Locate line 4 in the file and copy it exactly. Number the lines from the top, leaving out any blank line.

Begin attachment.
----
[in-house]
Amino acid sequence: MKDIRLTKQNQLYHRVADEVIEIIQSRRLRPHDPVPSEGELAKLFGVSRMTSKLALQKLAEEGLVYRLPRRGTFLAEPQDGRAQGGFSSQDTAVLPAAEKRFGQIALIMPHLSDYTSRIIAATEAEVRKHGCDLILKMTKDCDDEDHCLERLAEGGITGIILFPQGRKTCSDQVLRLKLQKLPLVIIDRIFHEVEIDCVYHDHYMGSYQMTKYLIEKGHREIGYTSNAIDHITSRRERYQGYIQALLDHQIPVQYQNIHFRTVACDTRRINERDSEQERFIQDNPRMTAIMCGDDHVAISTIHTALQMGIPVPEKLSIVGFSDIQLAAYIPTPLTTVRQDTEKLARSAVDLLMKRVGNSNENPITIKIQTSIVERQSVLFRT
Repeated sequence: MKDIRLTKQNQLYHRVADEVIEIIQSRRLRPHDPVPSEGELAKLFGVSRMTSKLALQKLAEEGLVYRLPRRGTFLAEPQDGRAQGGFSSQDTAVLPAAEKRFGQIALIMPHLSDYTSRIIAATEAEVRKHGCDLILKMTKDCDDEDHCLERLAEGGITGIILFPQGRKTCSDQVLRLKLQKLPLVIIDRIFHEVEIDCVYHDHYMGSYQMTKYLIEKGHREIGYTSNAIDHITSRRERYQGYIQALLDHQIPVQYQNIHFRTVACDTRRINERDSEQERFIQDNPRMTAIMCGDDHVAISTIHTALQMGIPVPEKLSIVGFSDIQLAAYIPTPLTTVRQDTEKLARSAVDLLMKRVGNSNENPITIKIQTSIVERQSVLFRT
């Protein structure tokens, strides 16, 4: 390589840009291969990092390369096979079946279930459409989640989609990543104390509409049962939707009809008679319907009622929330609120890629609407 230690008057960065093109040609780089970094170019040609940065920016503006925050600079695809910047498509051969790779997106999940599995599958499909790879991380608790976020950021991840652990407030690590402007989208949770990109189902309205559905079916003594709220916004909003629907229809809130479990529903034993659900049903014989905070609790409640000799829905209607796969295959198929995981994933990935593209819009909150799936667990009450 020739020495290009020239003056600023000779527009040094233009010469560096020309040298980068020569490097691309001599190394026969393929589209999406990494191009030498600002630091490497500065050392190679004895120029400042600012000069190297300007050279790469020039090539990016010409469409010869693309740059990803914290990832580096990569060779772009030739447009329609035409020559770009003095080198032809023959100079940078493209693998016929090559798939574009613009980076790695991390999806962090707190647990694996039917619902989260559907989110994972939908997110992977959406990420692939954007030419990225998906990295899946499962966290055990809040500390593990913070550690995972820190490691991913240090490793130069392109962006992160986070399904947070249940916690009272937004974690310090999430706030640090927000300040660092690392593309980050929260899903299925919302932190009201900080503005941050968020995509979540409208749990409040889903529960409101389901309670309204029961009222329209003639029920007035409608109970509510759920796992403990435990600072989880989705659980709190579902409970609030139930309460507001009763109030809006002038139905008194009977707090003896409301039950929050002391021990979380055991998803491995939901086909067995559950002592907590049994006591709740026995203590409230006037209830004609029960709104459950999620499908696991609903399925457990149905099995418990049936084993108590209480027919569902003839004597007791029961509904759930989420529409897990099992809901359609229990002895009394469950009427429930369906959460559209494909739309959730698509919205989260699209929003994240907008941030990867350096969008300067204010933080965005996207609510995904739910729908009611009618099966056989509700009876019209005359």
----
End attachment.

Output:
């Protein structure tokens, strides 16, 4: 390589840009291969990092390369096979079946279930459409989640989609990543104390509409049962939707009809008679319907009622929330609120890629609407 230690008057960065093109040609780089970094170019040609940065920016503006925050600079695809910047498509051969790779997106999940599995599958499909790879991380608790976020950021991840652990407030690590402007989208949770990109189902309205559905079916003594709220916004909003629907229809809130479990529903034993659900049903014989905070609790409640000799829905209607796969295959198929995981994933990935593209819009909150799936667990009450 020739020495290009020239003056600023000779527009040094233009010469560096020309040298980068020569490097691309001599190394026969393929589209999406990494191009030498600002630091490497500065050392190679004895120029400042600012000069190297300007050279790469020039090539990016010409469409010869693309740059990803914290990832580096990569060779772009030739447009329609035409020559770009003095080198032809023959100079940078493209693998016929090559798939574009613009980076790695991390999806962090707190647990694996039917619902989260559907989110994972939908997110992977959406990420692939954007030419990225998906990295899946499962966290055990809040500390593990913070550690995972820190490691991913240090490793130069392109962006992160986070399904947070249940916690009272937004974690310090999430706030640090927000300040660092690392593309980050929260899903299925919302932190009201900080503005941050968020995509979540409208749990409040889903529960409101389901309670309204029961009222329209003639029920007035409608109970509510759920796992403990435990600072989880989705659980709190579902409970609030139930309460507001009763109030809006002038139905008194009977707090003896409301039950929050002391021990979380055991998803491995939901086909067995559950002592907590049994006591709740026995203590409230006037209830004609029960709104459950999620499908696991609903399925457990149905099995418990049936084993108590209480027919569902003839004597007791029961509904759930989420529409897990099992809901359609229990002895009394469950009427429930369906959460559209494909739309959730698509919205989260699209929003994240907008941030990867350096969008300067204010933080965005996207609510995904739910729908009611009618099966056989509700009876019209005359």